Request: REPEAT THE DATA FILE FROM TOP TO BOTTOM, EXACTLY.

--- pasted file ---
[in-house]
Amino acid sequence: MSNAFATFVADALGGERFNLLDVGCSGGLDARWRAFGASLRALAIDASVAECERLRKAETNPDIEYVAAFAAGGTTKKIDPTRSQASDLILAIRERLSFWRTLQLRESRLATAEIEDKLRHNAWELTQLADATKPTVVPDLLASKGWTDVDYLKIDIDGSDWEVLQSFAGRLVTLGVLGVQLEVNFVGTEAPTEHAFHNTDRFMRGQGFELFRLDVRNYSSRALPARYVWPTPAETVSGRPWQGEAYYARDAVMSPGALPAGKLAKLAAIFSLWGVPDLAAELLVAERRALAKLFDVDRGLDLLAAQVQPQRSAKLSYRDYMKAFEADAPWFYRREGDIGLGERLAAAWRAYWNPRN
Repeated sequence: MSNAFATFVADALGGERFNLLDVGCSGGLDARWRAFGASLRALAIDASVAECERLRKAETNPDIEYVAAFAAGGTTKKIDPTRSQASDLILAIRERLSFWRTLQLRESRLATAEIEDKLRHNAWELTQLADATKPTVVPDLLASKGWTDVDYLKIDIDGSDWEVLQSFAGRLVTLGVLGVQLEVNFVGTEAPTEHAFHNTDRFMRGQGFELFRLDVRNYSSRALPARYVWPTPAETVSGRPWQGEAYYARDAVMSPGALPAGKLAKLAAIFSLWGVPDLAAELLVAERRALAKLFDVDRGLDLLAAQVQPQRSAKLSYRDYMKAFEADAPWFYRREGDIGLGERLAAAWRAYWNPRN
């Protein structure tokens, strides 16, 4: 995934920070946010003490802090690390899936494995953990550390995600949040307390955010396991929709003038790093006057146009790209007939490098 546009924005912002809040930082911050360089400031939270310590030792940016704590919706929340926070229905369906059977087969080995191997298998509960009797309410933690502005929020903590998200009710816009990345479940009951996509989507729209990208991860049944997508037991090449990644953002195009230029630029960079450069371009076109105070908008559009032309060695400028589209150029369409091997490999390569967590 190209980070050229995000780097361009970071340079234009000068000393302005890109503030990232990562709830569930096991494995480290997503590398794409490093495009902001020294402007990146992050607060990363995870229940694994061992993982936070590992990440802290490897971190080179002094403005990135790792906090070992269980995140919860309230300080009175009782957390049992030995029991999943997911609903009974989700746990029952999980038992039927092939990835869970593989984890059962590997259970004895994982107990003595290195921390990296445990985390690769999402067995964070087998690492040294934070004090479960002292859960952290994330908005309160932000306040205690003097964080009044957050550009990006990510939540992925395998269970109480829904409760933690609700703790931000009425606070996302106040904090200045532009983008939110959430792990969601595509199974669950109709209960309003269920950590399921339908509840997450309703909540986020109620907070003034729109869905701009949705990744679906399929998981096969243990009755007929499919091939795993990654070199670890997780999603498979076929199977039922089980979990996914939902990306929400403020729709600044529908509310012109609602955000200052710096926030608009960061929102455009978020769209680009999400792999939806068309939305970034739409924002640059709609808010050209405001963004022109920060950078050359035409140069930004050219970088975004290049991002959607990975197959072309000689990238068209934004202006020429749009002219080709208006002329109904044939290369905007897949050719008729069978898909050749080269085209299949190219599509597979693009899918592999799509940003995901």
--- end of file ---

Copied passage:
[in-house]
Amino acid sequence: MSNAFATFVADALGGERFNLLDVGCSGGLDARWRAFGASLRALAIDASVAECERLRKAETNPDIEYVAAFAAGGTTKKIDPTRSQASDLILAIRERLSFWRTLQLRESRLATAEIEDKLRHNAWELTQLADATKPTVVPDLLASKGWTDVDYLKIDIDGSDWEVLQSFAGRLVTLGVLGVQLEVNFVGTEAPTEHAFHNTDRFMRGQGFELFRLDVRNYSSRALPARYVWPTPAETVSGRPWQGEAYYARDAVMSPGALPAGKLAKLAAIFSLWGVPDLAAELLVAERRALAKLFDVDRGLDLLAAQVQPQRSAKLSYRDYMKAFEADAPWFYRREGDIGLGERLAAAWRAYWNPRN
Repeated sequence: MSNAFATFVADALGGERFNLLDVGCSGGLDARWRAFGASLRALAIDASVAECERLRKAETNPDIEYVAAFAAGGTTKKIDPTRSQASDLILAIRERLSFWRTLQLRESRLATAEIEDKLRHNAWELTQLADATKPTVVPDLLASKGWTDVDYLKIDIDGSDWEVLQSFAGRLVTLGVLGVQLEVNFVGTEAPTEHAFHNTDRFMRGQGFELFRLDVRNYSSRALPARYVWPTPAETVSGRPWQGEAYYARDAVMSPGALPAGKLAKLAAIFSLWGVPDLAAELLVAERRALAKLFDVDRGLDLLAAQVQPQRSAKLSYRDYMKAFEADAPWFYRREGDIGLGERLAAAWRAYWNPRN
């Protein structure tokens, strides 16, 4: 995934920070946010003490802090690390899936494995953990550390995600949040307390955010396991929709003038790093006057146009790209007939490098 546009924005912002809040930082911050360089400031939270310590030792940016704590919706929340926070229905369906059977087969080995191997298998509960009797309410933690502005929020903590998200009710816009990345479940009951996509989507729209990208991860049944997508037991090449990644953002195009230029630029960079450069371009076109105070908008559009032309060695400028589209150029369409091997490999390569967590 190209980070050229995000780097361009970071340079234009000068000393302005890109503030990232990562709830569930096991494995480290997503590398794409490093495009902001020294402007990146992050607060990363995870229940694994061992993982936070590992990440802290490897971190080179002094403005990135790792906090070992269980995140919860309230300080009175009782957390049992030995029991999943997911609903009974989700746990029952999980038992039927092939990835869970593989984890059962590997259970004895994982107990003595290195921390990296445990985390690769999402067995964070087998690492040294934070004090479960002292859960952290994330908005309160932000306040205690003097964080009044957050550009990006990510939540992925395998269970109480829904409760933690609700703790931000009425606070996302106040904090200045532009983008939110959430792990969601595509199974669950109709209960309003269920950590399921339908509840997450309703909540986020109620907070003034729109869905701009949705990744679906399929998981096969243990009755007929499919091939795993990654070199670890997780999603498979076929199977039922089980979990996914939902990306929400403020729709600044529908509310012109609602955000200052710096926030608009960061929102455009978020769209680009999400792999939806068309939305970034739409924002640059709609808010050209405001963004022109920060950078050359035409140069930004050219970088975004290049991002959607990975197959072309000689990238068209934004202006020429749009002219080709208006002329109904044939290369905007897949050719008729069978898909050749080269085209299949190219599509597979693009899918592999799509940003995901």